…It means working with the new planning guidance we have recently issued
…And it means respecting helpful industry initiatives like the Solar Trade Association’s ’10 Commitments’ for responsible solar PV.
I’ll explain why. And it’s very simple. Solar enjoys the highest public popularity ratings of any renewable industry. Over four-fifths of people support it.
I’m sure we all want to keep it that way – I certainly do. And the best way to do so is to work with the grain, rather than against the grain, of local feeling.
Because, make no mistake. If the industry does not develop in a sustainable way, then I will ensure that Government policy makes it happen.
I will not allow solar developers to grow rich on public subsidy from mega-arrays that scar our countryside.
In other words, do not allow a few irresponsible companies to ruin the reputation of what I know to be a popular and responsible industry.
If you alienate the public, you will not reach the industry’s true potential.
But there is a final, fourth, challenge as we grow. And that is scalability.
We need to ensure that the National Grid and the DNOs have the capacity to handle large amounts of solar energy. We also want to explore what role energy storage can play.
We also need to ensure that solar PV is financially scaleable. As you will have seen in recent weeks, the cost of energy policy is a high – and rising – priority for the public.
We need to ensure that the cost to the public of support to solar PV is minimised. We will only hit my 20GW ambition if we can squeeze out subsidy and take on fossil fuels, like-for-like.
The new economy taking on the old. The future vs the past. I say, bring it on!
So far I have spent most of my speech talking about the difficulties of solar. But let me finish with my third point: the opportunities.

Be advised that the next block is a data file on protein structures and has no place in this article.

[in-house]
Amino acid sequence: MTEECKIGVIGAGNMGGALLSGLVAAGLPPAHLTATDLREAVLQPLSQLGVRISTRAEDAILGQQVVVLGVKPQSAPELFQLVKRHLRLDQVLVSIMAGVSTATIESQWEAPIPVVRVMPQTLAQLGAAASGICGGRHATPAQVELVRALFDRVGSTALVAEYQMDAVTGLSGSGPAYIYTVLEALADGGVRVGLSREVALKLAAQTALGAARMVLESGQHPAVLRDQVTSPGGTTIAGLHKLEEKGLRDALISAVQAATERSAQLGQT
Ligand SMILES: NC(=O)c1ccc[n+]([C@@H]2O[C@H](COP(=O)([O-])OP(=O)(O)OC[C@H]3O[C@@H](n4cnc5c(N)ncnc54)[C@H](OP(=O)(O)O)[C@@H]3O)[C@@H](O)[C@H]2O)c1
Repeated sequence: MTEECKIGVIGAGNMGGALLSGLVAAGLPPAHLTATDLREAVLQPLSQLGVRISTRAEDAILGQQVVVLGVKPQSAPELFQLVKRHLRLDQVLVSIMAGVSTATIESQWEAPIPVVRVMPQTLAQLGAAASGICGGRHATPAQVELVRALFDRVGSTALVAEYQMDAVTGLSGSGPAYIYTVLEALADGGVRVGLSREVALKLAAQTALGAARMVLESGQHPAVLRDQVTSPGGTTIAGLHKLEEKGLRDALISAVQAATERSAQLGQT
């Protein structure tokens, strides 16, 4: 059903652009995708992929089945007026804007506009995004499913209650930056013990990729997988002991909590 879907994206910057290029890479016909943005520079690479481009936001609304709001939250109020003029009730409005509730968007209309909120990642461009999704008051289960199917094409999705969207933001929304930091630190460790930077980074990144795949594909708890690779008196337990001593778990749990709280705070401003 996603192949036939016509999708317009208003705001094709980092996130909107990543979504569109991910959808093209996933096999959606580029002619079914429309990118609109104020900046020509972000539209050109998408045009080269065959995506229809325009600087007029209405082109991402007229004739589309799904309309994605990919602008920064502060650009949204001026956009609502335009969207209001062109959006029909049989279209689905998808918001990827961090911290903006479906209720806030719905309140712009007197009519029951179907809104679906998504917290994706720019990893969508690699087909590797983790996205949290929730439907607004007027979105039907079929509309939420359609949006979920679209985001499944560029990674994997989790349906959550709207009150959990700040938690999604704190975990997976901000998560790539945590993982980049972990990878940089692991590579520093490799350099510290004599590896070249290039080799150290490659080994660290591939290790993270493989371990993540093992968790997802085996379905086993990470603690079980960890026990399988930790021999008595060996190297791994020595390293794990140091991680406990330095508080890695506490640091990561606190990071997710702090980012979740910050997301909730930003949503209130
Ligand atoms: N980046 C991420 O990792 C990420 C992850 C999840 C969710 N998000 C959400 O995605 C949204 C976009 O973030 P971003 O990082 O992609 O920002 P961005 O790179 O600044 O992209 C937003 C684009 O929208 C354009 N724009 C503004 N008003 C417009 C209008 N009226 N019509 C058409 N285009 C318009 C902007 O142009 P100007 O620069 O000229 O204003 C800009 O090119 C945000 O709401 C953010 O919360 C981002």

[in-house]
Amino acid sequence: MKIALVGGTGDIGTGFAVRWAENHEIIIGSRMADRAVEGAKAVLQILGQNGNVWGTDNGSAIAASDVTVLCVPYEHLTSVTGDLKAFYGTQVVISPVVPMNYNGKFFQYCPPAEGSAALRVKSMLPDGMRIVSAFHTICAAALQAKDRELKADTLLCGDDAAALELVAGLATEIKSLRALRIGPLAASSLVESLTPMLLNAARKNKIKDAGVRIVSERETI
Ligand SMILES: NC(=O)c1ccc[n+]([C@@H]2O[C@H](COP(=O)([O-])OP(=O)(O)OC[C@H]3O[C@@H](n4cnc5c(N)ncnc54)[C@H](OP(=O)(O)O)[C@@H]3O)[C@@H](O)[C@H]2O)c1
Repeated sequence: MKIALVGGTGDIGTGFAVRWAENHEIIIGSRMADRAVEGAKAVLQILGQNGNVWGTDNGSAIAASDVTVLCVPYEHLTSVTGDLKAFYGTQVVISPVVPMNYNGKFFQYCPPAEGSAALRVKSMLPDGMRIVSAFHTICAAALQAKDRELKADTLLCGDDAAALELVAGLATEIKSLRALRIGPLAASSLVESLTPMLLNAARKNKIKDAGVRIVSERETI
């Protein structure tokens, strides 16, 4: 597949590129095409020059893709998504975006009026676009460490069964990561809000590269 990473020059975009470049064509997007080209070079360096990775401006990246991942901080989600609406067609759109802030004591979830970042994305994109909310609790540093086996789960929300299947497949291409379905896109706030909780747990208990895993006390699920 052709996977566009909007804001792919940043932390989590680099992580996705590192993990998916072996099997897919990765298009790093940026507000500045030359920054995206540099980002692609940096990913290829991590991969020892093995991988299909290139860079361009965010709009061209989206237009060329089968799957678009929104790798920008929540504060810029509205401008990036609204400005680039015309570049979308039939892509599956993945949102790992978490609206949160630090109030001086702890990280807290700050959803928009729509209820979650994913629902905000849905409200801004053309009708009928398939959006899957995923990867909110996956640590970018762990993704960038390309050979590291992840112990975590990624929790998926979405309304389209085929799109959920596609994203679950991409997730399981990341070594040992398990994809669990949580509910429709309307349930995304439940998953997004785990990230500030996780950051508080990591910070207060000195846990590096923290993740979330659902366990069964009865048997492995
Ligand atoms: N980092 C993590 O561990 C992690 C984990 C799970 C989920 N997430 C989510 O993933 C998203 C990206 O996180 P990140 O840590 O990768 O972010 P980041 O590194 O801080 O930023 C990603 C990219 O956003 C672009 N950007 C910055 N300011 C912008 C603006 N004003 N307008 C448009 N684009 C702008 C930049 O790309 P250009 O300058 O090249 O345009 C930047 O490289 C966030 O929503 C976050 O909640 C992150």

Today I launched the Solar PV Strategy Roadmap. This is available on my Department’s website – I’d encourage you to take a look. It goes into much further detail about the four challenges I have mentioned.
But I’d emphasise that the Roadmap is just that – a road map. It sets down the questions, and the pathway to get the answers – in the form of a UK Solar PV Strategy.
I will launch this Strategy next spring. It will explain how we intend to address these challenges, to secure real, lasting, ambitious growth in this sector.
And to help us get there, I’ll end with a big ask; a big ask of you. For partnership.
We need your help coming up with the answers. Get involved, send us your thoughts. Engage with my terrific team of dedicated officials here at DECC. Speak to your industry associations, and offer to take part in some of the working groups we’ve jointly set up.
Only by doing this can we devise the sorts of policies that will help you grow the industry sustainably.
Work with us to link up with other initiatives we are determined to drive forward and share in their growth;
The Green Deal, which provides huge untapped potential to sell solar to households
The domestic Renewable Heat Incentive, which will launch next spring to drive demand for solar thermal
Our soon-to-be-launched Community Energy strategy, to help increase the number of community projects – including solar projects, like a fantastic rooftop project I saw recently in Brixton, south London.
I want solar to drive my vision of a new generation of entrepreneurial community energy companies to challenge the Big 6, a vision of disruptive small and medium sized companies, generating energy on site for themselves and their neighbours. The Big 60,000.
So in conclusion. I have two words for you: thank you.
You are the pioneers of a new, exciting industry in this country. You are driving forward a transformational energy technology in an era of global hyper-change.
This Roadmap, launched today, is the latest exciting chapter in our plans to forge a sustainable, reliable framework for the industry.
Our Strategy, launching next spring, will be the culmination of these efforts and give you even more confidence to invest in your business.
Together, I remain convinced that the solar industry can meet that big, ambitious aspiration of 20GW within a decade.
The UK is now emerging from an economic and financial crisis; fitter, stronger and more resilient; able to compete with growing confidence in the global race.
Our economy is now growing faster than any other in the developed world.
The UK solar sector is part of that growth.
Together, let’s build it, let’s drive it, let’s do it.
Press release: Solar energy central to renewables expansion